It’s January and it’s cold. January also happens to be the month of ice festivals. The first weekend I was in Ouray (pronounced “you’re Ray”), Colorado and the second weekend I was in Keene (pronounced with a silent e at the end), New York for the 13th annual Mountain Fest. Nestled in the high peaks region of the Adirondacks, Keene is a small town of 600 people. In this quaint New England town is one our nation’s premier specialty outdoor retailers, The Mountaineer. The successful shop sells a full line of gear, books, instruments and clothing for exploring the 3 million forested acres of the Adirondacks.
Most towns of 600 struggle to keep a coffee shop and a general store open. Few, and I mean very few, support a shop the quality of Vinnie’s. How do they do it? Location, location and location. The surrounding mountains are home to top-drawer granite cliffs, steep ski runs and picturesque rivers & lakes. The climbing is world class yet a bit of a secret. The summer crags are tucked in the forest, hidden gems awaiting climbers with a draw to explore. In the winter these same crags, particularly the seepy and wet ones, transform to an ice climber’s paradise.
Jenni, Sam & Isaac joined me, courtesy of the mileage program, for the weekend. Jenni and Alex had visited the Adirondacks ten and a half years before in summer with the three boys in summer. Alex raved about the quality of the winter climbing and Jenni wanted to revisit the region in winter. So here we were.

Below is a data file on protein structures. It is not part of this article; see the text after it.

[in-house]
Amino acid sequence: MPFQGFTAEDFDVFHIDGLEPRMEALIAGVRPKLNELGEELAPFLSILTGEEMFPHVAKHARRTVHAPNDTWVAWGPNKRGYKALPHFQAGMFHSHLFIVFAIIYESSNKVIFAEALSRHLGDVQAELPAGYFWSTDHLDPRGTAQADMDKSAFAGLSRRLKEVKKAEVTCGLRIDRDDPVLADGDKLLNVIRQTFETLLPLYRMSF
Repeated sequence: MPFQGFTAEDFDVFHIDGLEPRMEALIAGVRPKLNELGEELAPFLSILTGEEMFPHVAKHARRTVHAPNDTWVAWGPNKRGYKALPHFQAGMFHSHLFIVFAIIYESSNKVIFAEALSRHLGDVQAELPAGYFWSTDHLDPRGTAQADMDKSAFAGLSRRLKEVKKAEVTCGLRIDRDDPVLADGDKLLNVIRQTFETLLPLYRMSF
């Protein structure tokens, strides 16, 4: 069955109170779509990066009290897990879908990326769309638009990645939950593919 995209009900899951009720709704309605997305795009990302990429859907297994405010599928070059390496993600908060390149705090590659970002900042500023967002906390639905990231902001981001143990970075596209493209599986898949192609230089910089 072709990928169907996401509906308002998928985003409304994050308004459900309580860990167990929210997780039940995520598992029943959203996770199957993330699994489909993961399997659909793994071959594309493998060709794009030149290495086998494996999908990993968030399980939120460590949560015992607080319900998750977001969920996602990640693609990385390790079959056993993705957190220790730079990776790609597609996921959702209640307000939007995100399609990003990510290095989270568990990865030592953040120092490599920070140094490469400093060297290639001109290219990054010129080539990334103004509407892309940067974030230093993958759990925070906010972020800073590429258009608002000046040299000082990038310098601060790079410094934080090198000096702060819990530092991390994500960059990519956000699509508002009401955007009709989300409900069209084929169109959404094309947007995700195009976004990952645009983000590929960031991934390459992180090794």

The temps dropped down to a finger numbing -20 on Friday. After a lap on the ultra classic Chouinard Route at Chapel Pond we drove up to Lake Placid, site of the 1980 winter Olympics. Our goal: ride the bobsled. Aside from a few sled runs on Pete’s Hill in Bozeman, none of us had ridden a bonafide high speed g force genratin’ sled run. The curves were vertically embanked and pretty amazing when it we finally got he momentum up. Being one with a pretty high adrenal threshold the tourist version was over far too quick. The one-mile track on a two person bob … that is my next goal.
Sam is 16, a junior in high school and well tuned into what is cool. Indy bands are the music of his choice. Indy being independent. When chilling with Freddie Wilkinson, a New Hampshire alpinist of the sub 30 set, Sam came back with some new appreciation for the sport of gravity.
Climbing is totally indy. You can’t watch it, it isn’t mainstream and climbers sit around talking with each other about hard moves, stopper sequences and the satisfaction of suffering. You live in the moment and have to experience it first hand.
My Intermediate / advanced class at the Positive Reinforcement ice climb in Keene, New York. The fellow on the far right is Gandalf.